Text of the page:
YAPIB (was: Drawing graphics on terminal)

Tim Kientzle kientzle at acm.org
Fri Jun 20 10:35:42 PDT 2003

Paul Robinson wrote:
> ... if I want to install package A which requires B and C, B
> requires D and E, and D requires F, your installer would go Start A -> I
> need B -> Start B -> I need D -> Start D -> I need F -> Install F -> Install
> D -> I need E -> Install E -> Install B -> Install C
> ....
> In the chain above, if F isn't available for some reason, you have A, B and 
> D all half installed on your machine waiting for a 32Kb library on an 
> un-mirrored FTP server in bulgaria... hmmm...

Yes, meanwhile, the server providing B times out your connection,
the whole install gets rolled back, and you have to start again
from scratch.  Not pretty.

>>One way to address this would be to separate "install-time"
>>requirements from "run-time" requirements.
> If you need it at run time, surely it make sense to grab it at build time? 
> I'm not sure I can see the benefit of seperating it out 

The benefit being that only "install time" requirements actually need to be
installed recursively.  Run-time requirements can be queued up and installed
afterwards.  This reduces the likelihood that network installs will get
stalled for long periods of time.  Of course, this doesn't really solve
the underlying problem.

As I said, if you can get requirements information from somewhere else
(the INDEX files available on CDs and FTP sites), then you can build a full,
properly sorted list of packages and install them in order without any
stalls.  That's the approach I'm planning to pursue next.

> I'm thinking about backward compatability on the command line for -r that 
> grabs the "master re-direct" file in the format above..

Hmmm..  There are two problems here:  The first is maintenance.  Suppose
a couple of friends of mine set up a site with packages that they're
building.  I want to be able to add their site to my personal list of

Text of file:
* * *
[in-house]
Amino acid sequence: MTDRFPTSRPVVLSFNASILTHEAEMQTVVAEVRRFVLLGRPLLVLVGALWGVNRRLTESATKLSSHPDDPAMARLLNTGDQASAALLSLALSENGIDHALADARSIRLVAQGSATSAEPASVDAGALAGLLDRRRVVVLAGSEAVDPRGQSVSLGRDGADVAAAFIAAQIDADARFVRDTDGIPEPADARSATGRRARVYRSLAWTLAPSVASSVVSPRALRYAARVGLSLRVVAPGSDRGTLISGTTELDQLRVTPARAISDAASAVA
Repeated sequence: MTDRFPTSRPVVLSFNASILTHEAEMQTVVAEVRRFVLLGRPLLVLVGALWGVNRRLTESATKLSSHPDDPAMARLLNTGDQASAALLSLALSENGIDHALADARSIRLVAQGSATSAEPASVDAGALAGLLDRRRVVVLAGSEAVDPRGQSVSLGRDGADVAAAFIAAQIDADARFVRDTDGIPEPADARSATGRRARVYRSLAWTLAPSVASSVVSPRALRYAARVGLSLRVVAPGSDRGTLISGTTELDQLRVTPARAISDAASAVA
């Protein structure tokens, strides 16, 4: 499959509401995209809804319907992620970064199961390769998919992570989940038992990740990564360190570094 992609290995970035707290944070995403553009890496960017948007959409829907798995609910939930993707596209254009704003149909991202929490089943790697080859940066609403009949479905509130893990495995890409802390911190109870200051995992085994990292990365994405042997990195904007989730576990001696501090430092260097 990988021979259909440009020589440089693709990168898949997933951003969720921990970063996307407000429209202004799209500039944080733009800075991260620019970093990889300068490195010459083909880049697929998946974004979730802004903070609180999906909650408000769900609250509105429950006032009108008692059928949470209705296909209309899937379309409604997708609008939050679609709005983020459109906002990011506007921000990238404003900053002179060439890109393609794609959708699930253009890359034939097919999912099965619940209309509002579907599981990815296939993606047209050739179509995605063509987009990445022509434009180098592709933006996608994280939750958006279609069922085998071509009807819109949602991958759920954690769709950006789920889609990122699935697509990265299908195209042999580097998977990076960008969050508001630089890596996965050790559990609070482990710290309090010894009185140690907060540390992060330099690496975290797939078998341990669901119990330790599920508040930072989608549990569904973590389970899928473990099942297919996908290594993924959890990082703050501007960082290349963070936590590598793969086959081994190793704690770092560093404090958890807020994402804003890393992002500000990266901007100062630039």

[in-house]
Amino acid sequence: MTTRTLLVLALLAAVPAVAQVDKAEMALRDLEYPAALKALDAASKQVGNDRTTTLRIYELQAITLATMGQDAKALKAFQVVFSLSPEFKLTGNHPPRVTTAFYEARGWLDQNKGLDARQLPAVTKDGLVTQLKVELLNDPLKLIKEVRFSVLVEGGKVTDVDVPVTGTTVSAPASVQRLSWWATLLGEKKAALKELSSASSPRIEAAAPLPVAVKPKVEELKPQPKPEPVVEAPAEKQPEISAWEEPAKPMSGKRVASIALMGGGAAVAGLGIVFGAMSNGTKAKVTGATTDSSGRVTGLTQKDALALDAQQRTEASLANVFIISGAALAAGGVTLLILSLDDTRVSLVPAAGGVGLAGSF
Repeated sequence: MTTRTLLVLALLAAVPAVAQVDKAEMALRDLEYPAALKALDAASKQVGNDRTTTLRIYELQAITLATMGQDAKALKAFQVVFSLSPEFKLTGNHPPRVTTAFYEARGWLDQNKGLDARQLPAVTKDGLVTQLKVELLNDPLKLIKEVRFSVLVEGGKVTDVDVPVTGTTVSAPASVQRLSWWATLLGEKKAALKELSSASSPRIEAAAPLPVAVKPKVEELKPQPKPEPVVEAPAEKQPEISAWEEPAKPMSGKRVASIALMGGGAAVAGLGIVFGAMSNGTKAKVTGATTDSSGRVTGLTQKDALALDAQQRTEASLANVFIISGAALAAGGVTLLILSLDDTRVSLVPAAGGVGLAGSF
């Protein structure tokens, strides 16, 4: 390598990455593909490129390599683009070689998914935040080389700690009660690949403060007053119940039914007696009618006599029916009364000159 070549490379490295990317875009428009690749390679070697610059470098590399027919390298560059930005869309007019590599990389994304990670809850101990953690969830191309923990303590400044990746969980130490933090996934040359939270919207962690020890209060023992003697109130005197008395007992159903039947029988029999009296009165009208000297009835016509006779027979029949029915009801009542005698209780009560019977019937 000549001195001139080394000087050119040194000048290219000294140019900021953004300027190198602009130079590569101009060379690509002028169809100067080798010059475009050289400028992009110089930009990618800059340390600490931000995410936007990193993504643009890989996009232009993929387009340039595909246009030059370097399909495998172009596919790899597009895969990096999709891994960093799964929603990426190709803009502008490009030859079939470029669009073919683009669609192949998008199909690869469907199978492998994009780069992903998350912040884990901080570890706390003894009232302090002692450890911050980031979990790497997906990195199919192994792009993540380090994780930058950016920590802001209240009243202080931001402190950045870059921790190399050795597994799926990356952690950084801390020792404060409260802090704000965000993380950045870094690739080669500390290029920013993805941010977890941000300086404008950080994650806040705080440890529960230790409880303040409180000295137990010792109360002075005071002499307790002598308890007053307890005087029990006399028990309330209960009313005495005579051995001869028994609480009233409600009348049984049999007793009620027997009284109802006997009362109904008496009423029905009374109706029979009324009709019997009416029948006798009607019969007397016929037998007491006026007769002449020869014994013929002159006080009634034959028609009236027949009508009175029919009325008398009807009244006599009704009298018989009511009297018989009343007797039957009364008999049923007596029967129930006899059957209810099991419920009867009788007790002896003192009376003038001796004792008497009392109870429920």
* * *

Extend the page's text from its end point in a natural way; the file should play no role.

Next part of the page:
package sources without having to go bug the "Official FreeBSD FTP Package
Uber-Person" to get their packages added to the master file.  This
means that my pkg_add needs to be able to search multiple sites no
matter what.

Don't rely on a single definitive source of package information.
Having some sort of redirect support in the INDEX file is fine
and easy to add, but you still need the client to be able to search
multiple sources.  This is one thing the Debian folks got right.

The other problem is that the current -r is fundamentally limited
(to a single network source) and draws a rather pointless distinction
(you get to search either disk sources with PKG_PATH _OR_ you get
to search a network source, but not both).  I'd like to erase that
distinction so that pkg_add just searches all available sources.

I can see where a flag to inhibit network downloads might be
useful. (I'm sitting on an airplane with my laptop and
I _think_ I downloaded everything I needed before I left the office.)
However, flags like -r that select individual sources just strike
me as rather pointless.

>>Perhaps you could formulate a couple of scenarios in which it would
>>be beneficial to be able to mix and match these two?
> Where the port exists, but a pre-built binary isn't available,

Okay, I can see some merit in having pkg_add mine the ports system
as a source of packages.  Basically, if the ports version is the
newest, provide the user an option of installing from there.
Easy to do, but I'd be cautious with this.  Building OpenOffice or KDE from
ports is an adventure that most people would rather skip, and pkg_add shouldn't
be automatically starting a port compile just because it notices that there's
a 1.0.3 port and a 1.0.2 package.

Of course, there's also some merit to working on this issue from
the other side.  In many cases, port requirements could easily be
satisfied from packages.  (How many people really need to compile
the JPEG library?)

> ... or where somebody wants easy install with his own configure options.

If people really want their own config options, then
they should work with the port directly.  There's no
feasible way to wrap every possible port option into
a single tool.  The whole point of the ports framework
is the extreme flexibility it provides.

> ... you get the advantage of being able to wrap ports
> into the /var/db/pkg DB   ... you could write a
 > switch to make a package ... based on the port.

All of this already exists.  Ports already register with the /var/db/pkg
DB and the ports framework already has make targets to build packages
from any port.

> ...  whereas I'm thinking of a DB on disk, or
> retrieved over the network for EACH PACKAGE, ...

This already exists; it's called /usr/ports.  See the pkg-* files,
the Makefile, etc.  Those already exist, and can be mined by other
tools.  (Look at crunchgen for some tips on how to effectively mine
data from conforming Makefiles.)

Tim Kientzle

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